The retirement plans of aging parents is a difficult discussion at the best of times.  When I plan a person’s retirement, I always involve the immediate family in the process, because in some way everyone will be involved. 

What kind of financial plan do you need?

Our lives can be full of static and recently a bolt of lightning has hit us all.  Many people are out of work, thinking about how to put food on the table, pay their rent or their mortgage, and small business owners have been devastated.  Conversely, people that have been working from home now have bank accounts brimming with cash and zero credit card balances; whatever your circumstances we are all focused on keeping ourselves and others safe and well.  For financial planning to be valuable it must deliver real help fast.  A traditional financial plan format of, analysis, diagnosis, and recommendations (a “Master Plan”) can become out-of-date shortly after the plan is delivered.  Imagine if I delivered a client a 25-page financial plan in February; in March the whole world was turned on its head.  Planning needs to be active, continuous, and recognize that a person’s situation can be messy and there is not one problem to solve only a set of concerns that may be all over the map.  At Boerum Hill Financial Advisors we deliver real help fast, we create a complete picture of a client’s financial life and goals (an Asset-Map and Target-Map) and deliver a series of clear interventions or steps, monitor progress and then make adaptive moves always with your goal in mind.  

At Boerum Hill financial Advisors we want to work with you and help you to regroup and create a financial picture and move your finances to where you need them to be, understanding that there will be bumps and challenges along the way.  Now is a good opportunity to align your finances with what is important in your life.  With that, you will achieve a sense of control and peace of mind about your finances, confidence in the direction you are heading, and a sense of empowerment. This is what we do best for our clients.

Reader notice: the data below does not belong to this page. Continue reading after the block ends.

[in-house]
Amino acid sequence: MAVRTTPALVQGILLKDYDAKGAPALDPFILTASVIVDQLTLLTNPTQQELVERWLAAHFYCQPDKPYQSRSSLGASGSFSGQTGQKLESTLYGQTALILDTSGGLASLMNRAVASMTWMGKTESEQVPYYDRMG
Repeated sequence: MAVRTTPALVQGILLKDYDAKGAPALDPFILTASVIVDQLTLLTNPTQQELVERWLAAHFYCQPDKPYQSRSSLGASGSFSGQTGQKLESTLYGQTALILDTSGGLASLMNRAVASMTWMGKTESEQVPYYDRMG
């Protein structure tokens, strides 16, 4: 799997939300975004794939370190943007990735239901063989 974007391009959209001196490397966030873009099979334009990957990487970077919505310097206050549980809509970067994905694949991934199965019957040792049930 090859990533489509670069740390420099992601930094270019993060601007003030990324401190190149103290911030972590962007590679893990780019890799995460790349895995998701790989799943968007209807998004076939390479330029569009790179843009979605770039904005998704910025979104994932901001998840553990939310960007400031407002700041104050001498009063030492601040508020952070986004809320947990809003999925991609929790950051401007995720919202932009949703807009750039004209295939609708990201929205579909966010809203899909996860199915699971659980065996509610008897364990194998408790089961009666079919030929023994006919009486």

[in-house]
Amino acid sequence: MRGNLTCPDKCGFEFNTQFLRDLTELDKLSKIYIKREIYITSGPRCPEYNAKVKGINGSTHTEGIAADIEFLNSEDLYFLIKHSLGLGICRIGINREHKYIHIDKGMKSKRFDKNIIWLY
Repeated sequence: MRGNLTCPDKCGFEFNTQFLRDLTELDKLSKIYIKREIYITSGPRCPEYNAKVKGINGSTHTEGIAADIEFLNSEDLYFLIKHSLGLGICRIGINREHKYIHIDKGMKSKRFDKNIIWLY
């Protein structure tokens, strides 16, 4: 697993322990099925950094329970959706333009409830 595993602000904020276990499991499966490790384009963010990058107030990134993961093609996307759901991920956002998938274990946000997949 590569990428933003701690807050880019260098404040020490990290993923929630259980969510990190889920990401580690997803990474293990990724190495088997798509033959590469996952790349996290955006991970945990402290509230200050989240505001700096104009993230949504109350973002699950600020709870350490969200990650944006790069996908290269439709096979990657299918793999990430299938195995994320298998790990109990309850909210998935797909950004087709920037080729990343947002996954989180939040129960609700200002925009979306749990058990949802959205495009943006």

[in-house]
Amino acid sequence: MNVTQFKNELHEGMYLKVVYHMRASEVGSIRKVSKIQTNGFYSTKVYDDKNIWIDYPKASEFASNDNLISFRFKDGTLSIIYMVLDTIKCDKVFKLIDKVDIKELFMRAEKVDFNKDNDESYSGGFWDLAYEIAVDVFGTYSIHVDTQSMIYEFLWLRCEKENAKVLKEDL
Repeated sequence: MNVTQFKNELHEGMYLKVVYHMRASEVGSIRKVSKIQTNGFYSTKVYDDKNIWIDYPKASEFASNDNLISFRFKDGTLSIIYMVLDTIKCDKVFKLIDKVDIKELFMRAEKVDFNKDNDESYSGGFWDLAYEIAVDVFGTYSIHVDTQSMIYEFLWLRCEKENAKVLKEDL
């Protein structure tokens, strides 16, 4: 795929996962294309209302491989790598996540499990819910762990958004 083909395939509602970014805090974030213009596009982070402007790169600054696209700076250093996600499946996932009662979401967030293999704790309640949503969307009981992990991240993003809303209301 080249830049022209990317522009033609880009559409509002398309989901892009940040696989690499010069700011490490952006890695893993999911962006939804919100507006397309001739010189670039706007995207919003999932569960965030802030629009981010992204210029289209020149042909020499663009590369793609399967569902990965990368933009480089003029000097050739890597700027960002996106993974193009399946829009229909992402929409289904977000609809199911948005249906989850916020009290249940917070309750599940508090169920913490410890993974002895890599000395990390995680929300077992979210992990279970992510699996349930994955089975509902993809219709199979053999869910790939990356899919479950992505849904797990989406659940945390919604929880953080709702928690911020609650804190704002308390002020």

If you have questions, please schedule an obligation free consultation.  I know finances can be confusing, we will work with you in a clear simple way to understand your financial picture today and how best to create your financial future in the new normal.

[1] http://www.boerumhillfa.com/resources/blog/item/single-and-loving-it-financial-readiness-for-singles-planning-for-retirement.html


[2] http://www.boerumhillfa.com/resources/blog/item/the-great-pause-an-opportunity-to-spring-clean-your-financial-life.html

[3] “Thank you for being late” - Thomas L. Friedman, page 205

[4] [4] “Thank you for being late” - Thomas L. Friedman, page 223

[5] New York Times - May 2, 2020